Lord Browne of Madingley, Co-Chair of the Prime Minister’s Council for Science and Technology, former CEO of BP and Co-Founder and Chairman of BeyondNetZero, discusses his experience as a business leader now advising government.
The Prime Minister’s Council for Science and Technology (CST) brings together the UK’s leaders in science, engineering and technology to provide independent advice to the Prime Minister on how developments in their fields of expertise can create better outcomes for society. I co-chair CST with Sir Patrick Vallance, the Government’s Chief Scientific Adviser.
We focus our work on what is needed to incentivise scientific and engineering breakthroughs and develop them for the benefit of the nation. We are focused on driving productivity and hence economic growth.
Great discoveries underpin the UK’s intellectual prowess. But that’s not enough. I’ve always believed that discoveries made in all fields of human endeavour, spanning philosophy to medicine, must be harnessed to improve our society’s civilisation and the way we live.
Since I was appointed as independent co-chair of CST in April 2021, we have provided advice on how the UK can do this, specifically related to:
Advice on national goals
We need business, commerce and industry to invest even more in research and innovation in the UK. Government is investing an increasing amount of money in research and innovation, but this needs to enable the private sector to invest with greater certainty.
Need to change
The Industrial Revolution of this century will be far bigger than the first one of the 19th Century. We need to change all aspects of the supply of energy, goods and services as well as consumer demand if we are to meet the goal of net zero greenhouse gas emissions by 2050. And to secure economic growth, we need to apply innovation to all aspects of productivity. We will be helped by many yet immature industries, such as those coming from the application of quantum computing or engineering biology. And we will need to get the right skills in place.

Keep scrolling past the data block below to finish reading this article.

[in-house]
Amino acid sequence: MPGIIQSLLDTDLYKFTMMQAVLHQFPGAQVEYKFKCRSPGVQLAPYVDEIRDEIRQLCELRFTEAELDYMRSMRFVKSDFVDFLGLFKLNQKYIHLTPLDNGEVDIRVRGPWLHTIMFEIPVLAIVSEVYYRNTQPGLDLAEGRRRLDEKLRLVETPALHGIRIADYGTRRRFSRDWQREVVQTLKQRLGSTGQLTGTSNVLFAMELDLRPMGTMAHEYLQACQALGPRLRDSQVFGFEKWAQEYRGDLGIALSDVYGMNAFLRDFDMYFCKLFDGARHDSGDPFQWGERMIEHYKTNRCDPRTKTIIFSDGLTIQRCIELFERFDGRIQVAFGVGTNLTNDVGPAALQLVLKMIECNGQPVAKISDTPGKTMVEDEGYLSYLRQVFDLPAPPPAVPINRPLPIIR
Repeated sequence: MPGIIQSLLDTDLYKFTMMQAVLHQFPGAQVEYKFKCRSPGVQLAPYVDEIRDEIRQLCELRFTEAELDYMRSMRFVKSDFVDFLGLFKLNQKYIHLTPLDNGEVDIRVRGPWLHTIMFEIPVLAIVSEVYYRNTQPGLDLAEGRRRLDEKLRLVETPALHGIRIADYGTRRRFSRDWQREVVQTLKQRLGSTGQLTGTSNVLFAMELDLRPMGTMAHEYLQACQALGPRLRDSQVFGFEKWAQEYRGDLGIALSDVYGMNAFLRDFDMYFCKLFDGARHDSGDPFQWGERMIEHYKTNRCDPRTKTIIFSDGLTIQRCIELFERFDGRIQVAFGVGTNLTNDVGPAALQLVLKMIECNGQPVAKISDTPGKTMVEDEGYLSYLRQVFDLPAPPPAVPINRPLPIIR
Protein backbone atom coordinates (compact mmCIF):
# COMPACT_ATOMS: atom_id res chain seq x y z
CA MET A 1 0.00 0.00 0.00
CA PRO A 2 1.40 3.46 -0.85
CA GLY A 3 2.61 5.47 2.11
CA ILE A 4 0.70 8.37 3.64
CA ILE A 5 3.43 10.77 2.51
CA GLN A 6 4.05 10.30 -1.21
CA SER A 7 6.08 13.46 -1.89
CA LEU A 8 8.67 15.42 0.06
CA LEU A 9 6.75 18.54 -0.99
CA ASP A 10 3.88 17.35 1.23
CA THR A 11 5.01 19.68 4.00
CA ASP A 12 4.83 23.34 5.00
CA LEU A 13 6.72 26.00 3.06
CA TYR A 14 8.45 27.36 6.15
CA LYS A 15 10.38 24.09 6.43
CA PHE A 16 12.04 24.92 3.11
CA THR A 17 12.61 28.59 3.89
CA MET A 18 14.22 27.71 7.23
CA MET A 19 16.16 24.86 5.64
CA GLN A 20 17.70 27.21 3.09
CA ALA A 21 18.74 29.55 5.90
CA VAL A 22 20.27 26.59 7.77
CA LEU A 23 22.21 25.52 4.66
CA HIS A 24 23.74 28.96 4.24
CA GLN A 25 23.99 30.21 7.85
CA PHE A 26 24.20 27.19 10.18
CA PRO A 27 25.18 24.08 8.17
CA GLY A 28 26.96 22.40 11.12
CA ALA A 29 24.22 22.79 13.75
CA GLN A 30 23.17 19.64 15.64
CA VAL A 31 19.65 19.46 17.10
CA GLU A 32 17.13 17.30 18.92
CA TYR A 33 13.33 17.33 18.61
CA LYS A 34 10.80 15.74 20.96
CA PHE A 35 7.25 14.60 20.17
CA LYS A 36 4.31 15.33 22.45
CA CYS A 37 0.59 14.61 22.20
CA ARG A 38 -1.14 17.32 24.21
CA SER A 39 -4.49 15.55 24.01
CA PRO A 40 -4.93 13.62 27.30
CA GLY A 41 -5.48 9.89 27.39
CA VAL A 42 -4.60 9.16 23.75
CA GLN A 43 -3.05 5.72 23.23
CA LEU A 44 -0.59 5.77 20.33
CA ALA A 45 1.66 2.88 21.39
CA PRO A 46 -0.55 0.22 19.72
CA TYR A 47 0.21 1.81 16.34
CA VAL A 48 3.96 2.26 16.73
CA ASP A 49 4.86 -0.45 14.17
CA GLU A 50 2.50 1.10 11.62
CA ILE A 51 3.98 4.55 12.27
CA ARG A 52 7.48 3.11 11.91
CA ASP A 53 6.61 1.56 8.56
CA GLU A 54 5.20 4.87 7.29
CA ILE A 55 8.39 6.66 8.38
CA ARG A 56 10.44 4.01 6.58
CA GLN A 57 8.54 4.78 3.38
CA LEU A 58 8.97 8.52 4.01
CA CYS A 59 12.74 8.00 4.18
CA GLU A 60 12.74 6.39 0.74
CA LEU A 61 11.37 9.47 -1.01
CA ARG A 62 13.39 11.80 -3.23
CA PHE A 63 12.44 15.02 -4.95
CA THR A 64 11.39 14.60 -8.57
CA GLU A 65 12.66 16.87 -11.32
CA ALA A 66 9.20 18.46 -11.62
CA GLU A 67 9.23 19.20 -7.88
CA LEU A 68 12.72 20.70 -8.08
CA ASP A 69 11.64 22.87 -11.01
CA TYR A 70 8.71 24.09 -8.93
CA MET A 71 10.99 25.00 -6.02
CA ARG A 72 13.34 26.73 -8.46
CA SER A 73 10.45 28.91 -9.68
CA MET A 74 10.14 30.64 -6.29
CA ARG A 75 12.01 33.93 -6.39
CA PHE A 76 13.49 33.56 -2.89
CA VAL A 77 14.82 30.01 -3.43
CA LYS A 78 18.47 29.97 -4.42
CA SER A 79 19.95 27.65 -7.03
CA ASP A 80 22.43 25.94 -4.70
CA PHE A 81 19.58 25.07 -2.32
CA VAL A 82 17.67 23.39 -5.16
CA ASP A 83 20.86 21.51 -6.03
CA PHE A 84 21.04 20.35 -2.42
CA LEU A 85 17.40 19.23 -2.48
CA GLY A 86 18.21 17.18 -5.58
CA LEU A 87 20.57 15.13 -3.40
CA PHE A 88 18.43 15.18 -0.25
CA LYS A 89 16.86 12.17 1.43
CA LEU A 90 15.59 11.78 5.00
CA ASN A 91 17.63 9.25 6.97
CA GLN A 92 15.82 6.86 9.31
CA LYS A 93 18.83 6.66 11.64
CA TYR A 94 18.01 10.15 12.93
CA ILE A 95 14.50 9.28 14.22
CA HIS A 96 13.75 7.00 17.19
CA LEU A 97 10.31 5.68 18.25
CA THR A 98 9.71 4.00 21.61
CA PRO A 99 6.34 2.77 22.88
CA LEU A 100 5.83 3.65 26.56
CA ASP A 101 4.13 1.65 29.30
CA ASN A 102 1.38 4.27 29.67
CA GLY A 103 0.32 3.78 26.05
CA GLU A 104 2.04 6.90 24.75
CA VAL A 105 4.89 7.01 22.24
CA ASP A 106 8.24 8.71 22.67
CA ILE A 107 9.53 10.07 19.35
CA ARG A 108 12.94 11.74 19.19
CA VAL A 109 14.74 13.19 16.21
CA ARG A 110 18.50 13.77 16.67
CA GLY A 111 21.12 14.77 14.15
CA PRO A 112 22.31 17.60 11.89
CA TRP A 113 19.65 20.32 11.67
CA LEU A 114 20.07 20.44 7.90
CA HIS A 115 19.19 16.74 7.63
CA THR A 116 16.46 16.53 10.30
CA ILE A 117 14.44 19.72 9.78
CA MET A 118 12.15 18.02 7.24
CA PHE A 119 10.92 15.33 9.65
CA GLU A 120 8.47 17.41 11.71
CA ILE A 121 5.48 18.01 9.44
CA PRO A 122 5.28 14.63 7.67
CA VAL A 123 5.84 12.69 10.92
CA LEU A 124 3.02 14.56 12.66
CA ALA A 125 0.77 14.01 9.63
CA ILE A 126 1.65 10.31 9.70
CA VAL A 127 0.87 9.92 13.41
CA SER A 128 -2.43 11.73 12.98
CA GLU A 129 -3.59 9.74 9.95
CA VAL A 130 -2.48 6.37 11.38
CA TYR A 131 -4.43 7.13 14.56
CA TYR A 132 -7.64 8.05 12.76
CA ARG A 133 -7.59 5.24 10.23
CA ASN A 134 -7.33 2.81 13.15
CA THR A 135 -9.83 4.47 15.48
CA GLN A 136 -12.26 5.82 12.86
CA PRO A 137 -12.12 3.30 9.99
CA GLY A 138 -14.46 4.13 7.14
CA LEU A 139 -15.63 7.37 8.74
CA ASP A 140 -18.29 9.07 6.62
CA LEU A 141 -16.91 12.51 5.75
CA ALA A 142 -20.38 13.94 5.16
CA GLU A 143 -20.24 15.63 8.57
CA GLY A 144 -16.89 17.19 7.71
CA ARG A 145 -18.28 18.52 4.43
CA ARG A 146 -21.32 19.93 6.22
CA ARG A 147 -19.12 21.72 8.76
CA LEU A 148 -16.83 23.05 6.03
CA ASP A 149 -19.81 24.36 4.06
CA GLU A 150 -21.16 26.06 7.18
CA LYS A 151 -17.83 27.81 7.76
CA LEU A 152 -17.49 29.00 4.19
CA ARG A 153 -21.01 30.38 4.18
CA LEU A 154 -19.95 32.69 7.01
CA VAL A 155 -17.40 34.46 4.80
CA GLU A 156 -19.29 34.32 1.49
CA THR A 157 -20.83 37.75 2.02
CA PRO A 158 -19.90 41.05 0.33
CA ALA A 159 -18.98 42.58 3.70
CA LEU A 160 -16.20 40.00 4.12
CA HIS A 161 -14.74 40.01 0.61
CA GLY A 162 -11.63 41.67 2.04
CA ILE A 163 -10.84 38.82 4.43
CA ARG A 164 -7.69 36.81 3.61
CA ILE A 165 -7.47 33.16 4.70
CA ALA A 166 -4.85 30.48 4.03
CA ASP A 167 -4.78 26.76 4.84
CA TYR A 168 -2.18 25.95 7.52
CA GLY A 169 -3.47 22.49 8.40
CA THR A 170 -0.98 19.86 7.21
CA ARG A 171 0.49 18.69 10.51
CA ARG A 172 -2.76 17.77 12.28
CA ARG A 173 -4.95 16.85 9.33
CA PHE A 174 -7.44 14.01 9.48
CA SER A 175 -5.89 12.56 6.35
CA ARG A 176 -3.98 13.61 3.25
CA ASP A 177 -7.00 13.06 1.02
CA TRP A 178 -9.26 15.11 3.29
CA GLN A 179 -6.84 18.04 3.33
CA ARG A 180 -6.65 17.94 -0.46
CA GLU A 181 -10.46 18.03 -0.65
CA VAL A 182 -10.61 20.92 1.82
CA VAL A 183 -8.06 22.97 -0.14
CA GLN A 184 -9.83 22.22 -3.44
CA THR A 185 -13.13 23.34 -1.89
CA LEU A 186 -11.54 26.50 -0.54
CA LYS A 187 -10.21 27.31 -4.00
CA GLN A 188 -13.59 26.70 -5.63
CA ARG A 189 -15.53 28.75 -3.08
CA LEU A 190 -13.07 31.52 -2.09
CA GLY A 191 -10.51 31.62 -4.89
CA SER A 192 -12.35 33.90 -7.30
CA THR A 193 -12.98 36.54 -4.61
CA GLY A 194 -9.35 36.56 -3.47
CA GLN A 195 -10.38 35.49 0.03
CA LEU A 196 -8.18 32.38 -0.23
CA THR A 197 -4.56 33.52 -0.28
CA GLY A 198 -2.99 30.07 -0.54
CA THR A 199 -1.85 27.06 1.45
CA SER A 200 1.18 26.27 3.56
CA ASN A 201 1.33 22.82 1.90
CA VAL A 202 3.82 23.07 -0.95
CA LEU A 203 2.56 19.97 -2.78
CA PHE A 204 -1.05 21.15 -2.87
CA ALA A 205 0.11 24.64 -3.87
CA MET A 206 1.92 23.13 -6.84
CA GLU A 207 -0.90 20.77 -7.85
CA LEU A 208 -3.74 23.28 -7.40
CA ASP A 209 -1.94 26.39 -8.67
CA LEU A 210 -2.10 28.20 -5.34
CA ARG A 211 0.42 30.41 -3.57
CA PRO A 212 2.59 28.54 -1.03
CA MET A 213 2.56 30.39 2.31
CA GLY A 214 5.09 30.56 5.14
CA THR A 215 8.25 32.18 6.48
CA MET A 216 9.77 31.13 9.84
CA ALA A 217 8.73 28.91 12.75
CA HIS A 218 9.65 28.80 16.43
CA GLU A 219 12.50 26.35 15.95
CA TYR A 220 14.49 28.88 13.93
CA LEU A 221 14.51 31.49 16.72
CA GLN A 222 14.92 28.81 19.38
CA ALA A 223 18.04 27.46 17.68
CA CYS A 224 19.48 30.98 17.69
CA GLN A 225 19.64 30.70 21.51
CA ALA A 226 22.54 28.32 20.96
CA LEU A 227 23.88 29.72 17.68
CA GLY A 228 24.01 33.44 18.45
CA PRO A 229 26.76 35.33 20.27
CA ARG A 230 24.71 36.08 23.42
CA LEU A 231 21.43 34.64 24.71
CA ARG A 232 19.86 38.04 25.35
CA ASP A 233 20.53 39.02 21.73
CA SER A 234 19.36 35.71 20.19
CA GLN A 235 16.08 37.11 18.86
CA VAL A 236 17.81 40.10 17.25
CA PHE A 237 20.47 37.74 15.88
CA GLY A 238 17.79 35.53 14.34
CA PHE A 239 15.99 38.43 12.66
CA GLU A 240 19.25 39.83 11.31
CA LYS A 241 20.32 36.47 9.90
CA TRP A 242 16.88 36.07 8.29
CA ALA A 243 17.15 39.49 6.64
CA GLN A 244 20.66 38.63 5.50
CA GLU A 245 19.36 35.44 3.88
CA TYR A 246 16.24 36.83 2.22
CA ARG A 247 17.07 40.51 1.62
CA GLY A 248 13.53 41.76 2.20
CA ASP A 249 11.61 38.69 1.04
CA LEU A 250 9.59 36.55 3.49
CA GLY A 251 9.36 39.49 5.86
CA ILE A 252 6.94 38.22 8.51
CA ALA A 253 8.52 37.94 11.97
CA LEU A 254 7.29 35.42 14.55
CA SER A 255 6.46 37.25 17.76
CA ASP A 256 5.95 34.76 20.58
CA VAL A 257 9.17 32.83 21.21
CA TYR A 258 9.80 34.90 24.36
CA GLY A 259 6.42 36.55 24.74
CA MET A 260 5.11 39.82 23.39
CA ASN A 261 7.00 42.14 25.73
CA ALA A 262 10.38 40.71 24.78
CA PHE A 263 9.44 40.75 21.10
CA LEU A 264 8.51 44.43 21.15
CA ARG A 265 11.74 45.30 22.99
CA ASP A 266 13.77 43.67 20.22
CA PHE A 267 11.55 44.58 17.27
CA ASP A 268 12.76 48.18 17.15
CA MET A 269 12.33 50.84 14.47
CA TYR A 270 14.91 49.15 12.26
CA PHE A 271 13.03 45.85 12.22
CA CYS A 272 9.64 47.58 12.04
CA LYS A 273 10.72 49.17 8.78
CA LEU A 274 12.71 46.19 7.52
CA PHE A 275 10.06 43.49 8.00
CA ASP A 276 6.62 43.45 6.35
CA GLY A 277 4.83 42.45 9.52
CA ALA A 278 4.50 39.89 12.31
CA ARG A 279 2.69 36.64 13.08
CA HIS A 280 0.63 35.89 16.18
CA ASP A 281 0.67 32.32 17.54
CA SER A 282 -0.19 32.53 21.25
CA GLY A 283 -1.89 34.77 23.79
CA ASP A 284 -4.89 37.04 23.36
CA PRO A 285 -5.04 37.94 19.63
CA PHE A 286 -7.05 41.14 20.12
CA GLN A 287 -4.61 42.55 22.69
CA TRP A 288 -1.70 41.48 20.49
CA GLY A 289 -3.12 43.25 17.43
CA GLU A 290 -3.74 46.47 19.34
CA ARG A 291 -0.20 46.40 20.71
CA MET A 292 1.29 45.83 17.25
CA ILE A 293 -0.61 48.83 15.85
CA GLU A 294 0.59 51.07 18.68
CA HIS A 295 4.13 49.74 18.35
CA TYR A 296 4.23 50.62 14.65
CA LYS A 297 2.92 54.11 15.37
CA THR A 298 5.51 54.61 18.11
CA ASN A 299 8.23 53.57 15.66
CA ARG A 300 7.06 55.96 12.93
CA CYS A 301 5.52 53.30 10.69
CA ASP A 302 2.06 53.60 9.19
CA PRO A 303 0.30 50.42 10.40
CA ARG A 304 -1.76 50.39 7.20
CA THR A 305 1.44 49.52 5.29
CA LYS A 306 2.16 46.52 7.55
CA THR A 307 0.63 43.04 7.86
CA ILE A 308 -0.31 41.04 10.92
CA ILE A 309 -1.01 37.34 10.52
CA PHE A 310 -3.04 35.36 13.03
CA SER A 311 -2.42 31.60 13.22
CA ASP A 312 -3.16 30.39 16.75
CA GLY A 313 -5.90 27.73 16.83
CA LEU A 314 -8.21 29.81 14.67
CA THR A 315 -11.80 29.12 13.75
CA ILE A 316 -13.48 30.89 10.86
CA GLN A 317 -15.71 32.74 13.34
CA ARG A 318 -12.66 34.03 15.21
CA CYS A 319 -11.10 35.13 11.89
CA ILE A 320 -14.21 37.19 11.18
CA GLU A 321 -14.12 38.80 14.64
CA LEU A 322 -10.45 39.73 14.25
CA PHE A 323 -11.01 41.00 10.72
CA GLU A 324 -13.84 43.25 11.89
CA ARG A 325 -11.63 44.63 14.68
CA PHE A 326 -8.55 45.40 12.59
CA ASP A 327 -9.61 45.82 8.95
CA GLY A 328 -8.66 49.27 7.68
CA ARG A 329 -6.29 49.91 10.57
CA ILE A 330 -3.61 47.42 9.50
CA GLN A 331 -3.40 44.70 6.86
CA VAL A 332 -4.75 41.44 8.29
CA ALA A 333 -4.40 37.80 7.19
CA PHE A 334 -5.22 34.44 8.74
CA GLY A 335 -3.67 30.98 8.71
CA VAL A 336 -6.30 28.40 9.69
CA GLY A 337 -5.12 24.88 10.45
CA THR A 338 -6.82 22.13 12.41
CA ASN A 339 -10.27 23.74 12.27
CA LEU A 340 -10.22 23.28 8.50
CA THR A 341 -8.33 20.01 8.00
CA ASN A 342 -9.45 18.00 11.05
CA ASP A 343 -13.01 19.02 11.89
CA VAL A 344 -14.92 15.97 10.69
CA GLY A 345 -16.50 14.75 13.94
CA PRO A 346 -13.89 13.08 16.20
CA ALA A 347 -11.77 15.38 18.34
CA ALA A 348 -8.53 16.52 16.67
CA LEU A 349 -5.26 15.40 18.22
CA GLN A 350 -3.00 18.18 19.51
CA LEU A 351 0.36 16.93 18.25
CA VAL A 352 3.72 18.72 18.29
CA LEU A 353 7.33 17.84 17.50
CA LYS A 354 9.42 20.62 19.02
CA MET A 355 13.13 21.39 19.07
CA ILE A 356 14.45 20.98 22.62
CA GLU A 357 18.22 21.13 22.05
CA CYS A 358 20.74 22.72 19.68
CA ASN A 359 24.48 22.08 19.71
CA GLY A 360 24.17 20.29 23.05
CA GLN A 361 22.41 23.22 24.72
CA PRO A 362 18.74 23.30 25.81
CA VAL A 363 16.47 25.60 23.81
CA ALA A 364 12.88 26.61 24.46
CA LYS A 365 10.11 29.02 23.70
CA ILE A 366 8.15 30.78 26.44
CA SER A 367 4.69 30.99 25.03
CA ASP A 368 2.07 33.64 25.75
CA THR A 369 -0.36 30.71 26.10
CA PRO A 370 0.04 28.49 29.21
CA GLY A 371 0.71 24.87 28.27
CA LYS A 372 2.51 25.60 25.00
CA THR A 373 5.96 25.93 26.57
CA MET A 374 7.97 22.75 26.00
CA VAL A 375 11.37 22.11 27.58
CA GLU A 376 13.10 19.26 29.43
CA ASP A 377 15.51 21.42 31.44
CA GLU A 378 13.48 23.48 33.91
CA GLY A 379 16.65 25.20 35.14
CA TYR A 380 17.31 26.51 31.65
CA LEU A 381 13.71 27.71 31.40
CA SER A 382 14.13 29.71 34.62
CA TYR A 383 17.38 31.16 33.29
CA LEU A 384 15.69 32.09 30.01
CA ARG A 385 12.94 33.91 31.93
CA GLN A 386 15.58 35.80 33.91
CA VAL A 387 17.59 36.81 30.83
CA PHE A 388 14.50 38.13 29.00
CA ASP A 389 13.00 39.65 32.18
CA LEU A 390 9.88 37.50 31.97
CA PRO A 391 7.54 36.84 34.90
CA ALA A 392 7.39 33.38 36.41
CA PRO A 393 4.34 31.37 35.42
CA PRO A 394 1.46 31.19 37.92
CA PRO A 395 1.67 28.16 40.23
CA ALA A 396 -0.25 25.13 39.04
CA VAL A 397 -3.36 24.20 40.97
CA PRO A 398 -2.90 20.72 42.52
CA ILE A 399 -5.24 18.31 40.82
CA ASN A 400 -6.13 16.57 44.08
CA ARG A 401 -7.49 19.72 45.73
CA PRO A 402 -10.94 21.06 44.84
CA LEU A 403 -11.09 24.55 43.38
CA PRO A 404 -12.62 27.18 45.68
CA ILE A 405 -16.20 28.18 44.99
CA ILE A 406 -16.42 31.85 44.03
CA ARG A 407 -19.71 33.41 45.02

All these issues form a considerable agenda of policy and implementation, challenges which CST considers. The success of these policies will be dependent on action across the whole of society and the government’s ability to get business and industry to have the confidence to invest, including into research and innovation. CST’s advice needs to focus on what government can do to encourage a range of actors to deliver.
In my experience, as businesses grow, an enormous effort is needed to ensure that everyone aligns to the values, purpose and strategy of an enterprise. Seamless integration usually leads to a winning result. That challenge is greatly magnified when it comes to government; strategies are influenced by political considerations, and measurements of achievement are more difficult to specify.
Extra effort is therefore needed to maintain alignment. That is why the recent establishment of the Cabinet-level National Science and Technology Council is so important. It not only catalyses integration but also demonstrates the importance attached to science, engineering and technology in shaping the future of the nation. We regularly meet with the Prime Minister and other Cabinet members to ensure that we are aligned on strategy and their priorities and policies.
My ambition in taking my role was to support greater coordination between government policy, academic research and industrial, business and financial activity – to focus all parts of the science, engineering and technology system on implementing the new industrial revolution needed to make our society sustainable.
Break down silos
For example, we should work further to break down silos by encouraging and enabling people to rotate from the Civil Service into industry and finance, and from industry and finance into the Civil Service. It can only be a good thing for officials to see how things work in business, and for those who work in industry to better understand the constraints of implementing policy. We tried this with some success during my time at BP. There are lots of arrangements around career path management, compensation and pensions which need sorting out to make this work. And why stop with just this; it would be a great step to include more expertise from academia.
We are all committed to writing the next chapter in the nations’ book on the future. We want to help create a society in which there are no limits to improving the world. And that means effective deployment of science, engineering and technology will inspire more people to create our common future.